The immune system attacks the nerves that connect your brain and spinal cord with the rest of your body. Damage to the nerves makes it hard for them to transmit signals. As a result, the muscles have trouble responding to the brain.

  • Weakness or tingling feeling in the legs that might spread to the upper body
  • Paralysis in severe cases

Symptoms often progress relatively quickly, over a period of days or weeks, and often occur on both sides of the body.

Hashimoto’s (hah-shee-MOH-tohz) disease (underactive thyroid)

A disease that causes the thyroid to not make enough thyroid hormone.

  • Fatigue
  • Weakness
  • Weight gain
  • Sensitivity to cold
  • Muscle aches and stiff joints
  • Facial swelling
  • Constipation
Hemolytic anemia (HEE-moh-lit-ihk uh-NEE-mee-uh)

The immune system destroys the red blood cells. Yet the body can’t make new red blood cells fast enough to meet the body’s needs. As a result, your body does not get the oxygen it needs to function well, and your heart must work harder to move oxygen-rich blood throughout the body.

  • Fatigue
  • Shortness of breath
  • Dizziness
  • Headache
  • Cold hands or feet
  • Paleness
  • Yellowish skin or whites of eyes
  • Heart problems, including heart failure
Idiopathic thrombocytopenic purpura (id-ee-oh-PATH-ihk throm-boh-seye-toh-PEE-nik PUR-pur-uh) (ITP)

A disease in which the immune system destroys blood platelets, which are needed for blood to clot.

  • Very heavy menstrual period
  • Tiny purple or red dots on the skin that might look like a rash.
  • Easy bruising
  • Nosebleed or bleeding in the mouth
Inflammatory bowel disease (IBD)

A disease that causes chronic inflammation of the digestive tract. Crohn’s (krohnz) disease and ulcerative colitis (UHL-sur-uh-tiv koh-LEYE-tuhss) are the most common forms of IBD.

  • Abdominal pain
  • Diarrhea, which may be bloody

Some people also have:

  • Rectal bleeding
  • Fever
  • Weight loss
  • Fatigue
  • Mouth ulcers (in Crohn’s disease)
  • Painful or difficult bowel movements (in ulcerative colitis)
Inflammatory myopathies (meye-OP-uh-theez)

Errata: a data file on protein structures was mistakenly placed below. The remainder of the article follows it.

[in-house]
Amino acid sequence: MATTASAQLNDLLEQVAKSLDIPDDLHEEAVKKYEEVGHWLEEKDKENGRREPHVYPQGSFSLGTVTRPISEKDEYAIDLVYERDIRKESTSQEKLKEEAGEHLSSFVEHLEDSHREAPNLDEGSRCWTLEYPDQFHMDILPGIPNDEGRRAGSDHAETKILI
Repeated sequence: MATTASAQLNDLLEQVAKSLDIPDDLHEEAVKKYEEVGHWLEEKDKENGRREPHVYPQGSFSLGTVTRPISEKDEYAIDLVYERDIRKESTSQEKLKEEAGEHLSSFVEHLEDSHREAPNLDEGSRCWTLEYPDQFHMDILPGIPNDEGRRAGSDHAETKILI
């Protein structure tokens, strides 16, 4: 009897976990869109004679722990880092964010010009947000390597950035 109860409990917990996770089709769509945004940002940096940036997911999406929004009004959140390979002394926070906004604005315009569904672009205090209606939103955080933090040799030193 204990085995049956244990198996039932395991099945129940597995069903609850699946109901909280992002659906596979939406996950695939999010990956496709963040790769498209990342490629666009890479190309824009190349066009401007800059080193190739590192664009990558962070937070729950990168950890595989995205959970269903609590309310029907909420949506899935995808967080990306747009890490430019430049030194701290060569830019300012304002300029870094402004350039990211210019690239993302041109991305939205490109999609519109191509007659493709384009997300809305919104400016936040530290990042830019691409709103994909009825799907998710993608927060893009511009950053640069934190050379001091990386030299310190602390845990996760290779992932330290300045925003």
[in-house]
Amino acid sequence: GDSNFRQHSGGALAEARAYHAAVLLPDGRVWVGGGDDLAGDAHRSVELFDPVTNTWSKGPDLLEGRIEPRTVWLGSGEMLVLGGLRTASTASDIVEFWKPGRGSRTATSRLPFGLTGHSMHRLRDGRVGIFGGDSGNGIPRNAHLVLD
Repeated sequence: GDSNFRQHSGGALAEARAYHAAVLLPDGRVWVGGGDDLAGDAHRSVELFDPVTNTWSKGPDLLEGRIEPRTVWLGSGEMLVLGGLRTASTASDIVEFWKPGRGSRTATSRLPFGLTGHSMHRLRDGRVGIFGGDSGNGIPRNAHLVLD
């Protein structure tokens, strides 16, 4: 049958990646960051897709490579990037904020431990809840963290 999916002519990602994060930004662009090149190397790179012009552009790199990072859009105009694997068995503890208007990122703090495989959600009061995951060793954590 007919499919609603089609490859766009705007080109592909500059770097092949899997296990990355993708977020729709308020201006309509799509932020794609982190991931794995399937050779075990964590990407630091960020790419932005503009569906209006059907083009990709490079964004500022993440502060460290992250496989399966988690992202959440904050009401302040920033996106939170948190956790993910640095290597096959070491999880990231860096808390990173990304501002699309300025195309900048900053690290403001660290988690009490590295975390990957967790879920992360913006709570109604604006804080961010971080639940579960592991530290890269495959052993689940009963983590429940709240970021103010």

A group of diseases that involve muscle inflammation and muscle weakness. Polymyositis (pol-ee-meye-uh-SYT-uhss) and dermatomyositis (dur-muh-toh-meye-uh-SYT-uhss) are 2 types more common in women than men.

  • Slow but progressive muscle weakness beginning in the muscles closest to the trunk of the body. Polymyositis affects muscles involved with making movement on both sides of the body. With dermatomyositis, a skin rash comes before or at the same time as muscle weakness.

May also have:

  • Fatigue after walking or standing
  • Tripping or falling
  • Difficulty swallowing or breathing
Multiple sclerosis (MUHL-tip-uhl sklur-OH-suhss) (MS)

A disease in which the immune system attacks the protective coating around the nerves. The damage affects the brain and spinal cord.

  • Weakness and trouble with coordination, balance, speaking, and walking
  • Paralysis
  • Tremors
  • Numbness and tingling feeling in arms, legs, hands, and feet
  • Symptoms vary because the location and extent of each attack vary
Myasthenia gravis (meye-uhss-THEEN-ee-uh GRAV-uhss) (MG)

A disease in which the immune system attacks the nerves and muscles throughout the body.

  • Double vision, trouble keeping a steady gaze, and drooping eyelids
  • Trouble swallowing, with frequent gagging or choking
  • Weakness or paralysis
  • Muscles that work better after rest
  • Drooping head
  • Trouble climbing stairs or lifting things
  • Trouble talking
Primary biliary cirrhosis (BIL-ee-air-ee sur-ROH-suhss)

The immune system slowly destroys the liver’s bile ducts. Bile is a substance made in the liver. It travels through the bile ducts to help with digestion. When the ducts are destroyed, the bile builds up in the liver and hurts it. The damage causes the liver to harden and scar, and eventually stop working.

  • Fatigue
  • Itchy skin
  • Dry eyes and mouth
  • Yellowing of skin and whites of eyes